Now, white balance (WB) is the process of removing unrealistic color casts, so that objects which appear white in person are rendered white in your photo. Itâ€™s got to do with color temperature. Normally our eyes compensate for lighting conditions with different color temperatures. But a digital camera needs to find a reference point which represents white. It will then calculate all the other colors based on this white point. For instance, if a halogen light illuminates a white wall, the wall will have a yellow cast, while in fact it should be white. If you donâ€™t get WB right, your picture will have yellow, blue, red, orange or even a green color cast.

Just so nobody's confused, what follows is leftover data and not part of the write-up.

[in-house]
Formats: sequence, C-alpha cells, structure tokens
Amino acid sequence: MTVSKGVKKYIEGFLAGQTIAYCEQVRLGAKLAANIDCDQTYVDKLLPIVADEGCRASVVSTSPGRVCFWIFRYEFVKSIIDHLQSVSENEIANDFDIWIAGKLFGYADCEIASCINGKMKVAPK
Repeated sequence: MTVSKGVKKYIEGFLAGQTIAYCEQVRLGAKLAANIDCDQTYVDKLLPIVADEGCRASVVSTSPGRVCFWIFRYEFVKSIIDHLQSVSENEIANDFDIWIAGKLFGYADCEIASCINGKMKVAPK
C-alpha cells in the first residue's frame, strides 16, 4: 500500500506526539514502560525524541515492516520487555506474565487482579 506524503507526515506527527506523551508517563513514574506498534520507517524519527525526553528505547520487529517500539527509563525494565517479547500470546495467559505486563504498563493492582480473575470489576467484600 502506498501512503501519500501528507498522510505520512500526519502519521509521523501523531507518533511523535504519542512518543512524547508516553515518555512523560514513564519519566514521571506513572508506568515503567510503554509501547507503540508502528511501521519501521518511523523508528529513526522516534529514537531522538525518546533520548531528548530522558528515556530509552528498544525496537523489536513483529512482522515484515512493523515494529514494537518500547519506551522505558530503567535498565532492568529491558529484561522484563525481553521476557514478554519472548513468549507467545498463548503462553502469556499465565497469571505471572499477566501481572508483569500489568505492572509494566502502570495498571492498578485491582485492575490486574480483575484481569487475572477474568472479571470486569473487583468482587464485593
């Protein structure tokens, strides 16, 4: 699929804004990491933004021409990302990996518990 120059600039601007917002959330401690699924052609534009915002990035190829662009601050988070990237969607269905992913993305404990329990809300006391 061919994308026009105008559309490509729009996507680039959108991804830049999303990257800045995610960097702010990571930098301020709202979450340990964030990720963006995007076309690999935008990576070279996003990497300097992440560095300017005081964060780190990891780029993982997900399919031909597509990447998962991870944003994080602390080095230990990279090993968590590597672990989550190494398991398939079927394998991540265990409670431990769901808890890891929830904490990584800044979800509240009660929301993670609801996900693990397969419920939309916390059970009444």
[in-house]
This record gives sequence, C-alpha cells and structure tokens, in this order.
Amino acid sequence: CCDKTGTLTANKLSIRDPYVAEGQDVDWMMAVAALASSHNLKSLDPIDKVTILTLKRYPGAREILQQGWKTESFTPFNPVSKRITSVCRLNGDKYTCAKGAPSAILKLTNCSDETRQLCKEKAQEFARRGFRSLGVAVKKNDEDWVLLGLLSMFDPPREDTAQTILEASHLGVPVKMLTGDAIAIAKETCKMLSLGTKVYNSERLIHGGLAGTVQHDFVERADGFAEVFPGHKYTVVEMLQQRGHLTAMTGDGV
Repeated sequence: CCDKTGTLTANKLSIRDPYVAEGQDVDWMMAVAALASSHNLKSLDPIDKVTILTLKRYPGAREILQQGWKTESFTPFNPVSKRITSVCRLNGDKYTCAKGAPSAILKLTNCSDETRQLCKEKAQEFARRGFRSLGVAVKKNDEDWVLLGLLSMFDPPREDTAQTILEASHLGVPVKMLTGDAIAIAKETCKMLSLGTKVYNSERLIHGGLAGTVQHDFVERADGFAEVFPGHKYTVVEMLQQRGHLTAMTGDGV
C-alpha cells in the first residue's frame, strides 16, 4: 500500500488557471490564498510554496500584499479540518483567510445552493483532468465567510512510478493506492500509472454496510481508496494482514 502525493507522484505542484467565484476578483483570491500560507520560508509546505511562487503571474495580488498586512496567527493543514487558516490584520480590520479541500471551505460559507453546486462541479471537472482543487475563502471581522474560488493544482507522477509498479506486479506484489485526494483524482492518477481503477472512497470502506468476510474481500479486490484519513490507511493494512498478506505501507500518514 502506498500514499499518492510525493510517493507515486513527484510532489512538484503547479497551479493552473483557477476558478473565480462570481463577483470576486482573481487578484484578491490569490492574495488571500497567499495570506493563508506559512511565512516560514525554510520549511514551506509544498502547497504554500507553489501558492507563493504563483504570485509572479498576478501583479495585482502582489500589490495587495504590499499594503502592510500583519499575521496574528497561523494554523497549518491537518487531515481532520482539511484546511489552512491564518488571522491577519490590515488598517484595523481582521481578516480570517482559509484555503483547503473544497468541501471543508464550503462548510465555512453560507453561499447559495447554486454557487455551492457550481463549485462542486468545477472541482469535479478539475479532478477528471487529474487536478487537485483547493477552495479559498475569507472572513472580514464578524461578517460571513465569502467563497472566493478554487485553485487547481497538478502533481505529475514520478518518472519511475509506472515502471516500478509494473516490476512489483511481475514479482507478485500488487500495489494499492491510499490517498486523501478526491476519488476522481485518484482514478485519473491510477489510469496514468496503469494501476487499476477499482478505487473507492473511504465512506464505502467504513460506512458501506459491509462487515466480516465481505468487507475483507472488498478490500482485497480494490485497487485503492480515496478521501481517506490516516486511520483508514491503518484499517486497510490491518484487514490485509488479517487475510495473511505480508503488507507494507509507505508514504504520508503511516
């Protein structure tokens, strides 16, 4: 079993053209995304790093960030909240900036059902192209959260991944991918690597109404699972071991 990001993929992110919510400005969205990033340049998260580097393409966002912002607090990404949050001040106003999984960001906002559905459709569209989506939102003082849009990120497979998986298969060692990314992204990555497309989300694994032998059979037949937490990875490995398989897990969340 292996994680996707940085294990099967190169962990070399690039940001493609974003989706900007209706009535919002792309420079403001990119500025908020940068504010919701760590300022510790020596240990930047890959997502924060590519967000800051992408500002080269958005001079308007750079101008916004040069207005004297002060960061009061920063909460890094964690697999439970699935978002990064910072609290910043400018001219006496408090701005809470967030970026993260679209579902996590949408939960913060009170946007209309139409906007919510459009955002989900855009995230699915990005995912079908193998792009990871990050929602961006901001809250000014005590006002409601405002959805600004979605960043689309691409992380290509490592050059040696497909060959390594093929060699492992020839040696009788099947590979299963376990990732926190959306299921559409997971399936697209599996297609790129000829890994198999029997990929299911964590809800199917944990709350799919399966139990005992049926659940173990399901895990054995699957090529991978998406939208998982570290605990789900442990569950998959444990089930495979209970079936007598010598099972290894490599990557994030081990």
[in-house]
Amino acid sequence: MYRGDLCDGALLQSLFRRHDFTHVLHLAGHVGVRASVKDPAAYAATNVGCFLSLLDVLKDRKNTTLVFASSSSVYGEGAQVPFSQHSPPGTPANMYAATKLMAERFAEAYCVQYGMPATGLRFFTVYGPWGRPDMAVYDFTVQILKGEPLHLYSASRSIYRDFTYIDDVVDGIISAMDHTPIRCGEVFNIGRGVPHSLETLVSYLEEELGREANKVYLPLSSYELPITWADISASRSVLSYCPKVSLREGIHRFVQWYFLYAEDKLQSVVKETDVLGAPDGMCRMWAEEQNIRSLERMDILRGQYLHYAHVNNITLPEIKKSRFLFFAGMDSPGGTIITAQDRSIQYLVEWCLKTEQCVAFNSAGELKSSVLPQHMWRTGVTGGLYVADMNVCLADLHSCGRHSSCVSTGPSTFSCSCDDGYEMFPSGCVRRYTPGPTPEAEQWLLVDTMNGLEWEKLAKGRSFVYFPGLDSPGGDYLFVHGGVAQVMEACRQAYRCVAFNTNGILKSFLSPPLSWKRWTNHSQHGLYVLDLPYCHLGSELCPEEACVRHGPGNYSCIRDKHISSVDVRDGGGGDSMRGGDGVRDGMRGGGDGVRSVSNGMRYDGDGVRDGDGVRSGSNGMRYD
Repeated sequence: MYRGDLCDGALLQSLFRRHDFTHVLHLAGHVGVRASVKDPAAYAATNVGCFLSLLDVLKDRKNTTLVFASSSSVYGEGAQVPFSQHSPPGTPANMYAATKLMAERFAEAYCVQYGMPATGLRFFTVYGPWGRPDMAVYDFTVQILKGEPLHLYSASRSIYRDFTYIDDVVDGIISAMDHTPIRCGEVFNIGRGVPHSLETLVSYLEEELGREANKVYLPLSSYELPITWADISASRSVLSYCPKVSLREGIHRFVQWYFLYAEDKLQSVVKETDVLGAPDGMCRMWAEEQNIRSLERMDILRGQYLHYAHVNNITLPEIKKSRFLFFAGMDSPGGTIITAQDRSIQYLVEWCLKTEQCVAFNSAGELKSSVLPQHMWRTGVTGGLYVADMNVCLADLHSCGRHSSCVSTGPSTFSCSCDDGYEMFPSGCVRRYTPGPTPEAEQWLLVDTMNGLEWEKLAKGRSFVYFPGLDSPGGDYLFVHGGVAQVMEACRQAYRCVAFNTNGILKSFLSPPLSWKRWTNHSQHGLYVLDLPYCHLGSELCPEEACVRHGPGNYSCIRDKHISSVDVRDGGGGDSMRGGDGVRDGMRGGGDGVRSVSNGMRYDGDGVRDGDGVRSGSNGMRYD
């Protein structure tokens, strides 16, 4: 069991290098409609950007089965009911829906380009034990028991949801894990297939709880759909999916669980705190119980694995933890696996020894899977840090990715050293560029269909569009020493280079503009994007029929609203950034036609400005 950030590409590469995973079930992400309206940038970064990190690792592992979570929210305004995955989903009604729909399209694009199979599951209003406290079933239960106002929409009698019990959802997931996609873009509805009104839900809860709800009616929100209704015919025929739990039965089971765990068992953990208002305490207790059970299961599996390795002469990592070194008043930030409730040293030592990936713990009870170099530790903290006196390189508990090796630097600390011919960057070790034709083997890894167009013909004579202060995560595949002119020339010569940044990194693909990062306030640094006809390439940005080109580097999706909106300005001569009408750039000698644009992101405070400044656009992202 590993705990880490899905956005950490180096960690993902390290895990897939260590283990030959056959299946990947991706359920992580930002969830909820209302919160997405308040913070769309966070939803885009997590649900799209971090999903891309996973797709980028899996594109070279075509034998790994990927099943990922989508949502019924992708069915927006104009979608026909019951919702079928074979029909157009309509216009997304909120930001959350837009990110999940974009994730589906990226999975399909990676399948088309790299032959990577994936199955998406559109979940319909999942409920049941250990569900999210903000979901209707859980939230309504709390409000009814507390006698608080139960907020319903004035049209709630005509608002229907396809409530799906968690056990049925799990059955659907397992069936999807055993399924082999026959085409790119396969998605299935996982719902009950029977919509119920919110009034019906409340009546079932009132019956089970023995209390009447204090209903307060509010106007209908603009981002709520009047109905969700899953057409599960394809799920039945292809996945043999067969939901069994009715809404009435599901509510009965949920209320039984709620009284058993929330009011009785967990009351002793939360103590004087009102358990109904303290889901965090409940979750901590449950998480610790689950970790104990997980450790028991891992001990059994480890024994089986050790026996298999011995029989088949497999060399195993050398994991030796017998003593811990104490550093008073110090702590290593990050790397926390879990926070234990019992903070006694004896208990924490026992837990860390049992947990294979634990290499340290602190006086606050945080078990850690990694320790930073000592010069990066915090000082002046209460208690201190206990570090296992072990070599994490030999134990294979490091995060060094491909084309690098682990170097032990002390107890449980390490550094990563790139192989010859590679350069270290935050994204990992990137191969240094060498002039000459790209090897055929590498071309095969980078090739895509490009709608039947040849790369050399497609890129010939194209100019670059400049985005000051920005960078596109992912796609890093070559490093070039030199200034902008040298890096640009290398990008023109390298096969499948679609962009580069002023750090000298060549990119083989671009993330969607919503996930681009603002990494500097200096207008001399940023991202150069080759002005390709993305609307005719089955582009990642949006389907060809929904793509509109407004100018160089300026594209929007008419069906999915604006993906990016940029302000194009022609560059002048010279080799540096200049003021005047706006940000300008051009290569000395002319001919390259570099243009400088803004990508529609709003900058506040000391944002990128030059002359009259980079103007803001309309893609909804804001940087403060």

Photos: Sean McHugh/Cambridge in Colour
How do you avoid it? You can rely on the AWB or some other setting in your camera if youâ€™re a point-and-shooter, or if youâ€™re the sophisticated type like pro photographer Ed Hidden, you use BalanceSmarter.
Itâ€™s a flexible disk with a carefully calibrated white and grey on each side where you aim your camera to get a reference. After that, the pictures you shoot will have the correct white balance.